Level of Evidence: The evidence based on the USPSTF is level II-2 for ILESI for short term pain relief for lumbar discogenic back pain. The evidence is level III for TFESI for short term pain relief for lumbar discogenic back pain (Table 5) .
Level of Evidence
Manchikanti et al (2012) 
Buttermann (2003) 
Lee et al (2010) 
Rosenberg et al (2002) 
Table 5: Individual Studies Level of Evidence and Grading Recommendations.
This review evaluating the efficacy of lumbar TFESI and ILESI in patients with lumbar discogenic pain without radiculitis indicated Level II-2 evidence for interlaminar epidural injections and level III for transforaminal epidural injections. In this review, 1 randomized trial and 3 observational studies were included in assessing the effectiveness in discogenic pain. We were able to find only 1 randomized trial that met criteria for inclusion evaluating the role of ILESI or TFESI in managing pain of disc origin.
The current review shows that transforaminal epidural steroid injections in the treatment of discogenic pain can result in 68% pain relief at 2 months, 56% at 6 months and 59% at 12 months . The relative low risk and potential effectiveness of transforaminal epidural steroid injections in the treatment of discogenic pain make this a viable treatment choice for patients .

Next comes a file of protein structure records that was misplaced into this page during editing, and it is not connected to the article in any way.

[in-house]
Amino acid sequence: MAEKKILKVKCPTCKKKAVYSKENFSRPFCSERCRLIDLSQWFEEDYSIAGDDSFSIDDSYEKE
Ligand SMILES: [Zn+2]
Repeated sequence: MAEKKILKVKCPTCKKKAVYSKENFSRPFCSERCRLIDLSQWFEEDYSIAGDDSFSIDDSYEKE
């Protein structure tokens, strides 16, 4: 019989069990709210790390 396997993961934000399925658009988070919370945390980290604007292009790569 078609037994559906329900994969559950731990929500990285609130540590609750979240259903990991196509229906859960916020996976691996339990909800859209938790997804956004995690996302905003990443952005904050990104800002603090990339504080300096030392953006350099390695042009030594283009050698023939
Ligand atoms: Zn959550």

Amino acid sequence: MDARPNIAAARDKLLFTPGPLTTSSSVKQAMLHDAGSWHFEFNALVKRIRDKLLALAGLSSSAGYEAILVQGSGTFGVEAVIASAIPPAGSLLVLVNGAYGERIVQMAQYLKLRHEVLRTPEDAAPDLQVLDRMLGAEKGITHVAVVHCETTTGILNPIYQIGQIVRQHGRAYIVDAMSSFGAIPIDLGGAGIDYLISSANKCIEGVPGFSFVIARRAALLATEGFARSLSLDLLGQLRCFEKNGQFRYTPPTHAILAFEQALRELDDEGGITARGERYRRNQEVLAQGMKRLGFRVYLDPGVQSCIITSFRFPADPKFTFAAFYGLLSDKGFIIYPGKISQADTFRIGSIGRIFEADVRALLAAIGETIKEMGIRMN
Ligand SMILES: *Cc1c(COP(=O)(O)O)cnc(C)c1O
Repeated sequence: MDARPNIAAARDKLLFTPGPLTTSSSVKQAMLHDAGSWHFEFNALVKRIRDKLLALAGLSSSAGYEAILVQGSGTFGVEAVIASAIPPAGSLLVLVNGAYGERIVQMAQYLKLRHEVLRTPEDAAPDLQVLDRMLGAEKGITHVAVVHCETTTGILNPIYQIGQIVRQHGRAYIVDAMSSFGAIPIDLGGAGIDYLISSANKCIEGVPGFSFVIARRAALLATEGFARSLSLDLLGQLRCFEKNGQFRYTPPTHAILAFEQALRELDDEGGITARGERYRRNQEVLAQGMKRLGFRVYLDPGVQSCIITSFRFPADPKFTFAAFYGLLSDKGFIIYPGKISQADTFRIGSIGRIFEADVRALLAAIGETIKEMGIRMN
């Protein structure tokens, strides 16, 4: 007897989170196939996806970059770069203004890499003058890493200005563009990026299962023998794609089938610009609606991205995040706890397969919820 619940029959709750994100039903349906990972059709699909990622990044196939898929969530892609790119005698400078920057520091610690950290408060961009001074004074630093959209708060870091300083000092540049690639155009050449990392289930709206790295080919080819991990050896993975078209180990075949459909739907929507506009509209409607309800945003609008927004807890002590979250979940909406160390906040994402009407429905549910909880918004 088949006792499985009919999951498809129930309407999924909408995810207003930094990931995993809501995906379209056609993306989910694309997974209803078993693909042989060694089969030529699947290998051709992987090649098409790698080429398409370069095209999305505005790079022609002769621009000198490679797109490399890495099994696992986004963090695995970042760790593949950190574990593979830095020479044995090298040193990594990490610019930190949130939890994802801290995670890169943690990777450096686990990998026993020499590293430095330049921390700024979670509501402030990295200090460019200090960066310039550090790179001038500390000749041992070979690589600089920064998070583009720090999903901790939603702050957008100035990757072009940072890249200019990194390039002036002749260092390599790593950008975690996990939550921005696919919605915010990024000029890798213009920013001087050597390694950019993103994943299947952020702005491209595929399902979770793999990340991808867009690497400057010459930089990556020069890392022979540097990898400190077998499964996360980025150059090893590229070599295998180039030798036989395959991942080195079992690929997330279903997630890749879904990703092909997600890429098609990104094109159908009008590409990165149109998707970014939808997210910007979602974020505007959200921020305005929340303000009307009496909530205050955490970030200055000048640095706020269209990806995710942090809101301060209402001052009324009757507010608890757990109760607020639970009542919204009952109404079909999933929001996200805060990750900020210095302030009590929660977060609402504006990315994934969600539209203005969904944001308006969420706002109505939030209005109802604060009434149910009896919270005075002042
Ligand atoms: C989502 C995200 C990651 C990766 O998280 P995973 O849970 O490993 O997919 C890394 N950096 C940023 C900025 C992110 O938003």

This review reveals common limitations among the reviewed studies of small sample size and inconsistent methodology for diagnosing discogenic back pain. Manchikanti et al. had an adequate study size of 120 patients when compared to the other studies however did not include differences in baseline demographic characteristics with respect to weight and sex . In addition discogenic back pain was diagnosed by symptoms without specific MRI findings, another limitation of the study. However, they were able to exclude patients with facet and sacroiliac joint involvement with diagnostic anesthetic blocks unlike the other studies . Butterman et. al in their non-randomized control trial treated degenerative disc disease in 232 patients with ESI using the interlaminar approach and used discography with or without intradiscal steroids to diagnosis patients with discogenic pain . Lee et all was limited by using a non-validated paraspinal compression maneuver to treat patients with axial low back pain. In addition they failed to identify the pain generator of lower back pain they intended to treat (ie. discogenic, facet joint, and sacroiliac joint) which could have led to inaccurate targeted intervention . They excluded patients with bilateral pain symptoms (often present in patients with discogenic pain) due to the non-specificity in the physical exam maneuver and pain induced by the maneuver itself. In the study performed by Rosenberg et al. discogenic back pain was diagnosed exclusively by MRI findings (disc herniation, bulging discs or degenerative disc disease) .